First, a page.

“Sita – what about you?’

“I find fulfillment in bringing up my sons.’

“Is that the goal of your life?’

“Yes. I’m Rama’s wife. As the queen, I couldn’t discharge my duties. I must at least give to Ramarajya its heirs.”

“You never lived in that kingdom, yet see how your life is entangled in it, Sita!’

“Yes, being a king’s wife, it is inevitable, isn’t it?” Sita smiled.

“I don’t know why, but I was always afraid of kingdoms. Despite my brother’s persuasion, I never lived in the city of Lanka. The joy you get from wandering in a forest, you don’t get anywhere else.”

“I too like the forest life. When Rama abandoned me, this forest softened my suffering.”

Time simply flew as they conversed.

“My children do not know that they are Sri Rama’s sons. I have not told them. They’ll know when the time comes.”

“Once they get to know, you think they’ll live even for a minute more in the forest?” Surpanakha looked pityingly at Sita.

“They too love this forest life” Sita said feebly.

“They may like it. But the kingdom has no love for the forest. For the development of cities and for the protection of the citizens, it may become inevitable for children of the forest to migrate.”

Sita too knew it was inevitable.

“What will you do then? Will you stay back alone at Valmiki’s ashram?”

“No, Surpanakha. I will take refuge in my mother, Bhudevi.”

“Isn’t your mother omnipresent, Sita? I think your mother is manifest more beautifully here than anywhere else.”

Surpanakha proudly surveyed her garden.

Sita smiled, having understood Surpanakha’s suggestion. Her heart swelled with joy at Surpanakha’s unsolicited affection. She felt a bond of sisterhood with her.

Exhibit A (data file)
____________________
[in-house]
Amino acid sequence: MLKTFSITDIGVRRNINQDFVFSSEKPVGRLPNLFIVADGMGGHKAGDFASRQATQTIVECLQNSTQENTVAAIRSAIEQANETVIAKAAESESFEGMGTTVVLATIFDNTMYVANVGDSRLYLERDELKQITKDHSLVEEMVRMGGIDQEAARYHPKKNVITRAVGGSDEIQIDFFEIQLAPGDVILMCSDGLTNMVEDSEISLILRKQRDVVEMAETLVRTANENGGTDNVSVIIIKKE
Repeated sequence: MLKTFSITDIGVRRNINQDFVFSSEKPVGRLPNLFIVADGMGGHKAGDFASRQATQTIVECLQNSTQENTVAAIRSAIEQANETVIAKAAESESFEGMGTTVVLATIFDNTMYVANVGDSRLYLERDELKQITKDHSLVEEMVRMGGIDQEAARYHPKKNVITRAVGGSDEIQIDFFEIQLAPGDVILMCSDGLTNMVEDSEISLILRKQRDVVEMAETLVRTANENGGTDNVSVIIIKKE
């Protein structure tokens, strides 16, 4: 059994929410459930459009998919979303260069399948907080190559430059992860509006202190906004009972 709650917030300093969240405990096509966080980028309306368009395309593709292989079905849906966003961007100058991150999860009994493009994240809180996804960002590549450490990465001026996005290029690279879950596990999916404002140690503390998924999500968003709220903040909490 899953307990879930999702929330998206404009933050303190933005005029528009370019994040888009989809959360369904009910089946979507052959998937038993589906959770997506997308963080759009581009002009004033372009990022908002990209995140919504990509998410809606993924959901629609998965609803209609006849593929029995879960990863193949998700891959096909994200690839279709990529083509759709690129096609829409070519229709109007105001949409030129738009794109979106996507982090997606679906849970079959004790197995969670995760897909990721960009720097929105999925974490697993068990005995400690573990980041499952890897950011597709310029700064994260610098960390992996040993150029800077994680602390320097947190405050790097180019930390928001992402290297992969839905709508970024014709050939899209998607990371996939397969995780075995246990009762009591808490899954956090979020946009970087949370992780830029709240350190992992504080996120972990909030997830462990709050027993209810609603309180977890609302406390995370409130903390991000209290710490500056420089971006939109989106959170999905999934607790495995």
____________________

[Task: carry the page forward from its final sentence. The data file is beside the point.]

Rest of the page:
“I will certainly come, Surpanakha. After my children leave me and go to the city, I will become the daughter of Mother Earth. Resting under these cool trees, I shall create a new meaning for my life.”

Their conversation stopped as the children returned.

Surpanakha gave the children ripe fruits from her garden, which they ate with relish.

“Mother, who is she?” they enquired on their way back.

“She is someone very close to me. A dear friend.”

“But you never told us about her.’

“You’ll know everything at the right time. But never forget the way to this garden in this forest. Wherever you may go, whatever you may do, never forget this path.”

“We will not forget, Mother,” Lava and Kusa promised.

Excerpted with permission from The Liberation of Sita, Volga, translated from the Telugu by T. Vijay Kumar and C. Vijayasree, Harper Perennial.

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“My body instantly craves chai and samosa”

German expats talk about adapting to India, and the surprising similarities between the two cultures.

The cultural similarities between Germany and India are well known, especially with regards to the language. Linguists believe that Sanskrit and German share the same Indo-Germanic heritage of languages. A quick comparison indeed holds up theory - ratha in Sanskrit (chariot) is rad in German, aksha (axle) in Sanskrit is achse in German and so on. Germans have long held a fascination for Indology and Sanskrit. While Max Müller is still admired for his translation of ancient Indian scriptures, other German intellectuals such as Goethe, Herder and Schlegel were deeply influenced by Kalidasa. His poetry is said to have informed Goethe’s plays, and inspired Schlegel to eventually introduce formal Indology in Germany. Beyond the arts and academia, Indian influences even found their way into German fast food! Indians would recognise the famous German curry powder as a modification of the Indian masala mix. It’s most popular application is the currywurst - fried sausage covered in curried ketchup.